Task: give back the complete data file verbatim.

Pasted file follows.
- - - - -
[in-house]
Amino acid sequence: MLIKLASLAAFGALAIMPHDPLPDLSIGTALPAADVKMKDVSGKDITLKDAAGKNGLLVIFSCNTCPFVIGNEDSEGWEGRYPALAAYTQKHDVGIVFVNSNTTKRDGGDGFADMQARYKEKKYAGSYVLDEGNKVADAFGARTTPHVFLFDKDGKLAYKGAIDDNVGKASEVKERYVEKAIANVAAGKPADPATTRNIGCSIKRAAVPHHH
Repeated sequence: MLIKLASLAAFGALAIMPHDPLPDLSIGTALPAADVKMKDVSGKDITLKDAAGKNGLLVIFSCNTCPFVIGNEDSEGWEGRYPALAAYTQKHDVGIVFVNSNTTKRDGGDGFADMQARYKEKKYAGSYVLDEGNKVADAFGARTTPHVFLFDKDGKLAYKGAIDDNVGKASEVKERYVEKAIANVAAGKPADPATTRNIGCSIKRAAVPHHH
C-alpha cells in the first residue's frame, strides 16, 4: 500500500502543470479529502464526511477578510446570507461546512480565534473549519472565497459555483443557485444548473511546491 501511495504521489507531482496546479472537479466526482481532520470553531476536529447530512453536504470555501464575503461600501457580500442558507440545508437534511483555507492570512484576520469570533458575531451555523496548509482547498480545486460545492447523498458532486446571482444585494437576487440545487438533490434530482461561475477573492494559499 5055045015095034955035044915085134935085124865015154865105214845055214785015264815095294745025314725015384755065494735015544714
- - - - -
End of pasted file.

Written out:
[in-house]
Amino acid sequence: MLIKLASLAAFGALAIMPHDPLPDLSIGTALPAADVKMKDVSGKDITLKDAAGKNGLLVIFSCNTCPFVIGNEDSEGWEGRYPALAAYTQKHDVGIVFVNSNTTKRDGGDGFADMQARYKEKKYAGSYVLDEGNKVADAFGARTTPHVFLFDKDGKLAYKGAIDDNVGKASEVKERYVEKAIANVAAGKPADPATTRNIGCSIKRAAVPHHH
Repeated sequence: MLIKLASLAAFGALAIMPHDPLPDLSIGTALPAADVKMKDVSGKDITLKDAAGKNGLLVIFSCNTCPFVIGNEDSEGWEGRYPALAAYTQKHDVGIVFVNSNTTKRDGGDGFADMQARYKEKKYAGSYVLDEGNKVADAFGARTTPHVFLFDKDGKLAYKGAIDDNVGKASEVKERYVEKAIANVAAGKPADPATTRNIGCSIKRAAVPHHH
C-alpha cells in the first residue's frame, strides 16, 4: 500500500502543470479529502464526511477578510446570507461546512480565534473549519472565497459555483443557485444548473511546491 501511495504521489507531482496546479472537479466526482481532520470553531476536529447530512453536504470555501464575503461600501457580500442558507440545508437534511483555507492570512484576520469570533458575531451555523496548509482547498480545486460545492447523498458532486446571482444585494437576487440545487438533490434530482461561475477573492494559499 5055045015095034955035044915085134935085124865015154865105214845055214785015264815095294745025314725015384755065494735015544714